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South Korean Culture Meets American Values

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South Korean Culture Meets American Values

Residents of Montgomery, Alabama, are taking a lot more interest in Korean culture these days. That’s because the South Korean automobile giant Hyundai Motor Company is building its first American manufacturing plant in the area. Montgomery City Library has ordered more books and tapes on Korean culture and language. Auburn University is oversubscribed for its luncheons on Korean and business etiquette. Some residents are even taking classes to learn the difficult Korean language.

Hyundai is also helping people to learn about Korean values. Every American employee hired completes a 16-hourcourse in Korean culture. American executives at Hyundai have already been immersed in Korean and Hyundai values with a week-long trip to Ulsan, South Korea. The education includes eating Korean food, learning about Korean history, and touring Hyundai’s main manufacturing operations in Ulsan (where almost half of the one million residents work for the Korean automaker).

Hyundai executives also say they are adjusting their practices in Ulsan to fit American culture. However, Hyundai’s reflection of Korea’s high power distance culture—which reveres hierarchy and power of executives—may be difficult to leave behind. Hyundai’s swankiest office in Montgomery is reserved for Hyundai chairman Chung Mong-Koo when he occasionally visits. The company even flies over his exclusive limousine before his arrival. When a Korean-born Hyundai executive was asked if he had met Chairman Chung during one of his visits to Montgomery, he quickly replied: “He is too high. I could not personally speak with him. ”

Jim Crate, foreign editor for Detroit-based Automotive News, says Montgomery residents will likely see Hyundai’s practices clash with American values in a variety of ways. “It’s a very Korean company,” Crate says. “They will have to evolve in coming to America.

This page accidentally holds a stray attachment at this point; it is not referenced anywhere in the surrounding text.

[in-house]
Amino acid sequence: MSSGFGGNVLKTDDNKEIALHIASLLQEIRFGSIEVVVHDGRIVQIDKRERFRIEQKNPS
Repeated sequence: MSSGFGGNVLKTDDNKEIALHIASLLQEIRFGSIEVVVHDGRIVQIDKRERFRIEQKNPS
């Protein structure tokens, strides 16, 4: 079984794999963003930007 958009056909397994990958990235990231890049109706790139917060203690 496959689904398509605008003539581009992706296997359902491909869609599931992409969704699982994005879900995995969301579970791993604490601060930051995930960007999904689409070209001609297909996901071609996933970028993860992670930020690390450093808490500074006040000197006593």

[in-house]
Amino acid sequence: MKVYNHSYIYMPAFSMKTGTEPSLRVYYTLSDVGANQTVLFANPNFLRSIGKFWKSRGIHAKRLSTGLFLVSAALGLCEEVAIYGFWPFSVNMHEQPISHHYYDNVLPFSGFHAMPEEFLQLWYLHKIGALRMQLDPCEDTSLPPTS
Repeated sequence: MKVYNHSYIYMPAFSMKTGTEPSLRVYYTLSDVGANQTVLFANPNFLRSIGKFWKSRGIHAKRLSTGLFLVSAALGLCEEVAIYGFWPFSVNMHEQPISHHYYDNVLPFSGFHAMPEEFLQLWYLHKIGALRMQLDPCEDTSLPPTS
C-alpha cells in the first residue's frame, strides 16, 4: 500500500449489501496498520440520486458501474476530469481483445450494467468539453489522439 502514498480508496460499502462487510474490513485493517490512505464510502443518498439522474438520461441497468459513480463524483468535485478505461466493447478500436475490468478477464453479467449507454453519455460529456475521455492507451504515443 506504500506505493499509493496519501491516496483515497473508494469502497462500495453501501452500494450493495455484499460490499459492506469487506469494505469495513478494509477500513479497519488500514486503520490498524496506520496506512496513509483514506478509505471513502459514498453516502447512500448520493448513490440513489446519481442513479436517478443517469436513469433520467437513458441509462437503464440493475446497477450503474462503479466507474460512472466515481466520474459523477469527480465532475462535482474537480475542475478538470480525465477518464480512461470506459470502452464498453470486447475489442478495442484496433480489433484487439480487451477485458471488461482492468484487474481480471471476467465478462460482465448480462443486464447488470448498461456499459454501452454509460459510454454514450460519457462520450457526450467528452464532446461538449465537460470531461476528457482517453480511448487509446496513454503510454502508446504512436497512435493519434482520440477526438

Companies can learn from this example, to clearly understand cross-cultures between two countries and/or regions and to closely work with local communities to bridge the Cultural Gap to establish and evolve there operations. That’s why, American employees at Hyundai’s new manufacturing facility in Montgomery, Alabama, are learning about Korean values, and why Hyundai executives are adapting their Korean business practices to be more compatible with American culture.

Companies need to understand differences in cultural values to avoid unnecessary conflicts and misunderstandings between people from different countries. In this example clearly there is a need to assimilate the high-power distance culture observed by South Korean versus Low-Power Distance Culture observed by Americans.

Sources: B. Clanton, “It’s a Job to Fill 1,600 Jobs,” Montgomery Advertiser,August 19, 2003, p. B8; B. Clanton, “At Home with Hyundai:Part 2—Culture Shock,” Montgomery Advertiser, June 2, 2003; B.Clanton, “Execs Sop Up Korean Culture,” Montgomery Advertiser,April 14, 2003 p. A1; B. Clanton, “Hyundai Plant Ignites Interest,”Montgomery Advertiser, September 17, 2002; T. Kleffman, “CompanyFaces Culture Clash,” Montgomery Advertiser, April 3, 2002.

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YouSigma. (2008). "South Korean Culture Meets American Values." From

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